Border city Edirne becomes flourishing commercial hub
Greek and Bulgarian tourists throng the frontier metropolis, which once served as the capital of the Ottoman Empire, for shopping and sightseeing. Built along the shores of the Meric and Tunca Rivers, Edirne is best known for its majestic mosques, bustli
By Metin Demirsar
Edirne (Dunya) – In the markets, ancient bazaars and magnificent mosques of this bustling border city, one can often hear more Bulgarian, Greek and Romanian spoken than Turkish as tourists from the Balkans throng Edirne and mingle among merchants, buying everything from feta cheese and spicy sausages to color television sets and apparel.
With Turkey's economy booming, Edirne has been attracting visitors from the Balkans and from Western Europe seeking to buy low cost food and merchandize and admire the many monuments of the city's Ottoman past.
Built on the shores of the winding Meric (Maritza) and Tunca (Tundzha) Rivers, Edirne serves as Turkey's window to the West and European Union's entry door to the Orient. The city is only 19km (12 miles) from Kapikule, on the Bulgarian border, and a mere five km (3 miles) from Pazarkule, Turkey's border with Greece.
Every day caravans of huge lorries pass through the city, carrying cargo to destinations in western Europe, or transporting imported goods from the European Union (EU) nations to Istanbul and further east.
Although an unhurried atmosphere pervades the old section of the city, dominated by the graceful 16th century Selimiye Mosque, new suburbs with bustling shopping centers have sprouted up, housing the families employed at the hundreds of nearby factories producing export goods.
With a population of 142,000, Edirne is located 245 km (152 miles) northwest of Istanbul . The city, situated in the northwestern corner of Turkey, can be easily reached from Istanbul via a 2.5 hour drive along the Trans European Motorway, or by a longer trip along the E-5 Highway, better known as the Londra Asfalti, the London Highway because it supposedly runs all the way to London. Regular passenger buses and trains also operate between the two cities.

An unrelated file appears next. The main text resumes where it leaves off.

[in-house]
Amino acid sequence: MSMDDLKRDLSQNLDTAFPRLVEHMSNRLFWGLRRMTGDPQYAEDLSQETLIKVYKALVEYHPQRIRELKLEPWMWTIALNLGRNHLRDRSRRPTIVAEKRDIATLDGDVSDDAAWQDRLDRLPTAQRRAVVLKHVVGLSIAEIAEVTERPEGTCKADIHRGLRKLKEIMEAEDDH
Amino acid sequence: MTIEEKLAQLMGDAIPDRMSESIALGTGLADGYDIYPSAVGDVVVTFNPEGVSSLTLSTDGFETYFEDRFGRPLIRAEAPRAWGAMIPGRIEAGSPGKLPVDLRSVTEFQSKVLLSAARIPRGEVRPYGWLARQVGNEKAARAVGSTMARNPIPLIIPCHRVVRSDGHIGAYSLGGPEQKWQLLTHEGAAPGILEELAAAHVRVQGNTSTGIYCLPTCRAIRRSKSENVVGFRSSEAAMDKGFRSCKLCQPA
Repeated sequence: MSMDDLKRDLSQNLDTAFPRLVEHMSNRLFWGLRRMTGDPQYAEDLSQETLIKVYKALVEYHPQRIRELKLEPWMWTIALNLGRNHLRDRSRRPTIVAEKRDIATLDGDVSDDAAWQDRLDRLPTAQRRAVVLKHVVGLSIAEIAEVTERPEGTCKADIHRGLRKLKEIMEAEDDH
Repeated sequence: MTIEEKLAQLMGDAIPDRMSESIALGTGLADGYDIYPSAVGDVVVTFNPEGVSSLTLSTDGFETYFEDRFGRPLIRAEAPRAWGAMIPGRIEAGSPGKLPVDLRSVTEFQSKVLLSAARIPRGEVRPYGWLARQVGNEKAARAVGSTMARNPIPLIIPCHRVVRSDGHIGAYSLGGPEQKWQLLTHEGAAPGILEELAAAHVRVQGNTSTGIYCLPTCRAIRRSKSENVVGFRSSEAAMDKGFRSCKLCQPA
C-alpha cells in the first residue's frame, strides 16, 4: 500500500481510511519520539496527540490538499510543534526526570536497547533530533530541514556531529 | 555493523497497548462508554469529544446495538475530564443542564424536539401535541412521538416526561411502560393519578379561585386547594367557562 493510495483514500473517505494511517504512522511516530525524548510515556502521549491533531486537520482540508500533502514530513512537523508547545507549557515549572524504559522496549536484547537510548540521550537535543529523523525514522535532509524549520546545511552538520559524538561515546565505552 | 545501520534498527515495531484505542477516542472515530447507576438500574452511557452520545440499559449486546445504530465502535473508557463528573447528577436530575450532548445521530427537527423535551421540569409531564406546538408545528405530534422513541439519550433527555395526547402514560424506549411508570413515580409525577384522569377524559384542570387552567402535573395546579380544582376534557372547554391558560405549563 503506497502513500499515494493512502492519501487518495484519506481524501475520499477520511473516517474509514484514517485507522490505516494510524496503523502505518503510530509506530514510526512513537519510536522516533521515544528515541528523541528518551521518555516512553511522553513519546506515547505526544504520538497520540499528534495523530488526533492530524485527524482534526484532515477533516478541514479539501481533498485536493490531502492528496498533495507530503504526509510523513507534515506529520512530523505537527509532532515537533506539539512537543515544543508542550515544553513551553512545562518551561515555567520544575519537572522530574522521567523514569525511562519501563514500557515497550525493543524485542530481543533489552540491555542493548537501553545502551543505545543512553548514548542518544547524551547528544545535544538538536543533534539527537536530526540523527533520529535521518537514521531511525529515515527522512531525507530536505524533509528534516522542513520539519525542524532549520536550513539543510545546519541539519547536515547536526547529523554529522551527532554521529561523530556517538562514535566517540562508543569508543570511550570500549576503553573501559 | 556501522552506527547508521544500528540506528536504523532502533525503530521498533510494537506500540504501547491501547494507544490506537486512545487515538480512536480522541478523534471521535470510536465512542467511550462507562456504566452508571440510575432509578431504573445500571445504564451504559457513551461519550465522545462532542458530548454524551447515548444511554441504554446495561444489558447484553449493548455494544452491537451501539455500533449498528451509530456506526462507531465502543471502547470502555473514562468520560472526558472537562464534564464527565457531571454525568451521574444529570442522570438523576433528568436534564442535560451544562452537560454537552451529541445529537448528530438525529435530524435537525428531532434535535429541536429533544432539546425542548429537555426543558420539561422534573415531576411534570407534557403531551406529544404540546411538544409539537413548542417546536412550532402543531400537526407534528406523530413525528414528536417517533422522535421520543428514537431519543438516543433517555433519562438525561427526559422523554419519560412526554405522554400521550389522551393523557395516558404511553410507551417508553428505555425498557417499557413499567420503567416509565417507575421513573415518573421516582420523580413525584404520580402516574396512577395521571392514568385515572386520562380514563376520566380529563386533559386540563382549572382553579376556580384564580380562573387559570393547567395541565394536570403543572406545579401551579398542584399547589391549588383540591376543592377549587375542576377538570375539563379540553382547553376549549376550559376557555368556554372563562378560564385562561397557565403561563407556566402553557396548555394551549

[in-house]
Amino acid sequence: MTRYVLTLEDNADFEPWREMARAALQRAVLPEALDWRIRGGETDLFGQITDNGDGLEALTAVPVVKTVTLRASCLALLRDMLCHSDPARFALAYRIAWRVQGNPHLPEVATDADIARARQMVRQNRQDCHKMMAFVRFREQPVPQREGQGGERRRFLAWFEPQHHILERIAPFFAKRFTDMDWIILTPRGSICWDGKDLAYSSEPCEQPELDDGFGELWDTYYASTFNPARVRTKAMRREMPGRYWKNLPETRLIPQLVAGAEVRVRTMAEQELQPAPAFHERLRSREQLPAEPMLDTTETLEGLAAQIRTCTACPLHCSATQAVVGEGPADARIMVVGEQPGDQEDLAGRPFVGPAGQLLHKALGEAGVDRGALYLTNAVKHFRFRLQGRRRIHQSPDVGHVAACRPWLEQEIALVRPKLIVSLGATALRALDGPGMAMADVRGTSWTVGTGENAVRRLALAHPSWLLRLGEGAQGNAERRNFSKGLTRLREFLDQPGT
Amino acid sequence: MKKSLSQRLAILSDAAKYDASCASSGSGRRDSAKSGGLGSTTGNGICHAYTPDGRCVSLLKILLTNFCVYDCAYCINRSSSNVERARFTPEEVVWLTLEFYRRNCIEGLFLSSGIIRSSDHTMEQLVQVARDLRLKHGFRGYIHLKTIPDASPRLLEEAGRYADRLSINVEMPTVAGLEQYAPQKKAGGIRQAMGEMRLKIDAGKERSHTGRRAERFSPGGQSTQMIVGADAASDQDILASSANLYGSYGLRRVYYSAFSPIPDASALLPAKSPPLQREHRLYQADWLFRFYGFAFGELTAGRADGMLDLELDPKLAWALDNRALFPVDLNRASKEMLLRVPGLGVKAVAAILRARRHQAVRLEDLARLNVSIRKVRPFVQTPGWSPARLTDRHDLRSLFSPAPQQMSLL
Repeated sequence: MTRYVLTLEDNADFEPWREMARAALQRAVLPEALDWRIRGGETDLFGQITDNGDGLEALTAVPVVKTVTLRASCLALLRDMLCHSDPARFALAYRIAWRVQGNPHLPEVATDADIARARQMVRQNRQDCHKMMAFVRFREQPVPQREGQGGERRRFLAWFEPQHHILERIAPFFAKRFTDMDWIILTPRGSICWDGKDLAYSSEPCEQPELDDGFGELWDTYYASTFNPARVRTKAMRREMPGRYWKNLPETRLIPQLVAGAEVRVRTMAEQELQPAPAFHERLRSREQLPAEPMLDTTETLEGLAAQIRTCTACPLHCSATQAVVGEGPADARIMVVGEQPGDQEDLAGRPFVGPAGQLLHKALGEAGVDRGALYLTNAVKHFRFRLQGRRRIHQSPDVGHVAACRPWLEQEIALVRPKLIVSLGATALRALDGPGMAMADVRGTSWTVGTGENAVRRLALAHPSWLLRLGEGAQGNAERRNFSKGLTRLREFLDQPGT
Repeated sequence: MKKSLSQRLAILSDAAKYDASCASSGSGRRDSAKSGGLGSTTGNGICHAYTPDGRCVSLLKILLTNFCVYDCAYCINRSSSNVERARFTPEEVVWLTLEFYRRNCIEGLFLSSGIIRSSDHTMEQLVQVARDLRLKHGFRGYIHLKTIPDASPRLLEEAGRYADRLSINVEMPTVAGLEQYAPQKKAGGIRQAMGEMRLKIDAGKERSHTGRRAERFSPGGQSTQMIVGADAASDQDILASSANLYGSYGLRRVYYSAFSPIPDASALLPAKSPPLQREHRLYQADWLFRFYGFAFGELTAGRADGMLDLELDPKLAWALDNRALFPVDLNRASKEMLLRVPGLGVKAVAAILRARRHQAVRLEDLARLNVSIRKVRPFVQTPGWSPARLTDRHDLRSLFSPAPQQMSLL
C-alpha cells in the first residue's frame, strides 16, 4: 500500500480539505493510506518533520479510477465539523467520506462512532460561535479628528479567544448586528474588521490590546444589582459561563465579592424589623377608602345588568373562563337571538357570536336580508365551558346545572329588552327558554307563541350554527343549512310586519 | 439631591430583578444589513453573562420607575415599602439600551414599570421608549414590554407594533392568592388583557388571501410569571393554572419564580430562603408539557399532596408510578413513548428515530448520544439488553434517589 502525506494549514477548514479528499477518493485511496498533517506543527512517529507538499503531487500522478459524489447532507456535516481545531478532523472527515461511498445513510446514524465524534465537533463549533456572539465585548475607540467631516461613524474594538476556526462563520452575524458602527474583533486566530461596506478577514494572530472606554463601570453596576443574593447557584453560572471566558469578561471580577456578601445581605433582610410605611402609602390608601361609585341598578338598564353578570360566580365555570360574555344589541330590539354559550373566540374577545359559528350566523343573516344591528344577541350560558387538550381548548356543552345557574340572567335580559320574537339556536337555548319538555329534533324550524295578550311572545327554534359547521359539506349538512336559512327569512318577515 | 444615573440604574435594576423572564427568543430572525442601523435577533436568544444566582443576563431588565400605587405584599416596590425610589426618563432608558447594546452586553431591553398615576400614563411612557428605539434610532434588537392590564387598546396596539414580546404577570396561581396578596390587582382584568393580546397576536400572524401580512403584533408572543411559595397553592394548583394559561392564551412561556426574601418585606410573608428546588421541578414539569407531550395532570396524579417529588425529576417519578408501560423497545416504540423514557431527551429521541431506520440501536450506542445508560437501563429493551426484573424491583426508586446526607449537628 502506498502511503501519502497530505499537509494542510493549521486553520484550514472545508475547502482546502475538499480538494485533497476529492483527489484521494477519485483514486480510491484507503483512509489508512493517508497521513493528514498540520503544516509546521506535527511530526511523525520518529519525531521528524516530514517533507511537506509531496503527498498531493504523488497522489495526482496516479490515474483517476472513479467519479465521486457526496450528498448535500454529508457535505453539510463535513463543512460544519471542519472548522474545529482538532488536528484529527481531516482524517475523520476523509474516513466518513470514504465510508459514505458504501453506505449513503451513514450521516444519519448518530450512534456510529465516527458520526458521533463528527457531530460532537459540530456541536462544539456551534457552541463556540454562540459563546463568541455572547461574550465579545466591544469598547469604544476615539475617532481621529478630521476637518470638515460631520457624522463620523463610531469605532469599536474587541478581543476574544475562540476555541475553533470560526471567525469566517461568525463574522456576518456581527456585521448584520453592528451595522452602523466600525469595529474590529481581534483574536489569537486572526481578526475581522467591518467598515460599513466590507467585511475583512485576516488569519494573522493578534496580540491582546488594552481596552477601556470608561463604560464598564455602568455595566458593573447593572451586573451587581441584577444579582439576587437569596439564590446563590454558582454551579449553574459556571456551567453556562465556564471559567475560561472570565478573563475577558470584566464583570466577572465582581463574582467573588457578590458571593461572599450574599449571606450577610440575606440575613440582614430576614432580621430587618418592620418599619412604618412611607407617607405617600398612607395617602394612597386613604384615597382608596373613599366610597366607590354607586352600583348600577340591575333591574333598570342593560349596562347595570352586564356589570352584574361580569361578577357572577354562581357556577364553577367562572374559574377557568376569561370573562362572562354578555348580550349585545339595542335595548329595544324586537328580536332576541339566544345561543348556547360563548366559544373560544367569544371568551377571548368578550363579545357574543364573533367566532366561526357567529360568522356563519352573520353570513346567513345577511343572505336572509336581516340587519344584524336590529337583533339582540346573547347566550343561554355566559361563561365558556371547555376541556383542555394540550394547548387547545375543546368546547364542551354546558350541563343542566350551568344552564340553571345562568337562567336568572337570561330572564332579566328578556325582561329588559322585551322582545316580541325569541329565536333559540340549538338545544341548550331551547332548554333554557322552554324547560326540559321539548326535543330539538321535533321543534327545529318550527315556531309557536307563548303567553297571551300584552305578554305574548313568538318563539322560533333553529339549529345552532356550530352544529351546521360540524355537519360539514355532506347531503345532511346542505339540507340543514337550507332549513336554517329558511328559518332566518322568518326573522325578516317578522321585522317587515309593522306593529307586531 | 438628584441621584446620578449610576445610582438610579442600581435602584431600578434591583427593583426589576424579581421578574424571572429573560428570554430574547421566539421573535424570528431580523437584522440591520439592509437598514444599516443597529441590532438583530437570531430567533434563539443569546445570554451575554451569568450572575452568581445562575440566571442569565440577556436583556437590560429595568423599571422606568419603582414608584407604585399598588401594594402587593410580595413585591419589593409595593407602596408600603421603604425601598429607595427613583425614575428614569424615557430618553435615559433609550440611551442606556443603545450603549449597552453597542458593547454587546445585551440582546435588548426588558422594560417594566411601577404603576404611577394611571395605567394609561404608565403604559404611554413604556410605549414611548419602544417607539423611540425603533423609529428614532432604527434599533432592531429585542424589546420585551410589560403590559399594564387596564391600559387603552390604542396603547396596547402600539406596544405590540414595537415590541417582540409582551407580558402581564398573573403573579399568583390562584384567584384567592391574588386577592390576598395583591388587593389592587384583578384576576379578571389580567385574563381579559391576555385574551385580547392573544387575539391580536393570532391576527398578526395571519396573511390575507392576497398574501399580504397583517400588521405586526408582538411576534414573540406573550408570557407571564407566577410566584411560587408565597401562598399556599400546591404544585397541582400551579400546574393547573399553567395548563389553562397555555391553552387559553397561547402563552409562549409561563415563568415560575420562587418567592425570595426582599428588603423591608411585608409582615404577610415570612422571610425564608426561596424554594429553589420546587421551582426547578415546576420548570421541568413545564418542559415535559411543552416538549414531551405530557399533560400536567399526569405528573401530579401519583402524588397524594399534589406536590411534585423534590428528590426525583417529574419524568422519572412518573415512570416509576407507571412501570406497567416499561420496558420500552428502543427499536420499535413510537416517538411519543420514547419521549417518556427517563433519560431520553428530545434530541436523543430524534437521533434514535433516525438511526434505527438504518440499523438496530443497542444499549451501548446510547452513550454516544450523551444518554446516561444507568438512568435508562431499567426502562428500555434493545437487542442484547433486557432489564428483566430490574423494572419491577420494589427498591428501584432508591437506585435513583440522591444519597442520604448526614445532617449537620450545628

The city has always been an important junction between Europe and the Occident.
Edirne's roots go back to 4000 BC, but today's city was established by Roman Emperor Hadrian in AD 125. Originally known as Hadrianopolis, the name was changed to Adrianopolis under the Byzantines, and later shortened to Edirne by the Ottoman Turks, who conquered the city in 1361 and proclaimed it their capital (replacing Bursa). It remained the capital of the Ottoman Empire until the fall of Constantinople (Istanbul) in 1453.
For 400 years, the city enjoyed peace, only to be broken in the 19th century when Russian armies invaded Thrace in 1828 and again in 1878. The Balkan Wars disrupted peace in 1912 and 1913, when the city changed hands several times. In 1922, Mustafa Kemal (later Ataturk) defeated the invading Greek army. The Treaty of Lausanne, which settled that conflict, permitted Turkey to keep Edirne and eastern Thrace (the southeast tip of the Balkans.)
During the Ottoman centuries, Edirne was one of the world's most populous cities, attracting travellers around the globe to its renowned Beyazit II hospital, one of the world's biggest charitable organizations.
In its heyday, Edirne had 24 caravanserais (or hotels), 285 mosques, 56 dervish convents, 16 baths and 124 fountains and its palace rivaled the Topkapi in Istanbul.
People visit Edirne for two principal reasons these days to see the Ottoman mosques and bazaars and to witness the Kirkpinar Grease Wrestling Championship, the oldest wrestling event in the world, held in July. It has been held every year since the Turks conquered the city 561 years ago
What makes the Kirkpinar tournament different from others is that the wrestlers -- contestants of all ages – are doused from head to feet with olive oil to make the holds more exciting and slippery.
Edirne is laid out in a grid pattern, making it easy to explore.
The Selimiye Mosque, one of the masterpieces of Ottoman architecture, stands on a hill in the center of the old town and is visible from miles around. Constructed by Sinan (1489-1588), the greatest Ottoman architect, the Selimiye in many ways rivals the 6th century Byzantine Haghia Sofia Basilica in Istanbul in its simplicity, sophistication and grandeur.
Scores of outdoor cafes and restaurants, serving the city's main dish, Arnavut Cigeri or Albanian-style fried liver, are located along the main square of the city, Hurriyet Meydani, and along the Meric River, east and south of the city
Worth a visit is the old Edirne Railway Station in the old neighborhood Karagac, about three km south of the city. The building now houses the administrative building of the Trakya University, and the railway station has been relocated..
In the garden is the Lausanne Monument, commemorating the 1923 Treaty of Lausanne that recognized Turkish sovereignty of Thrace and Anatolia.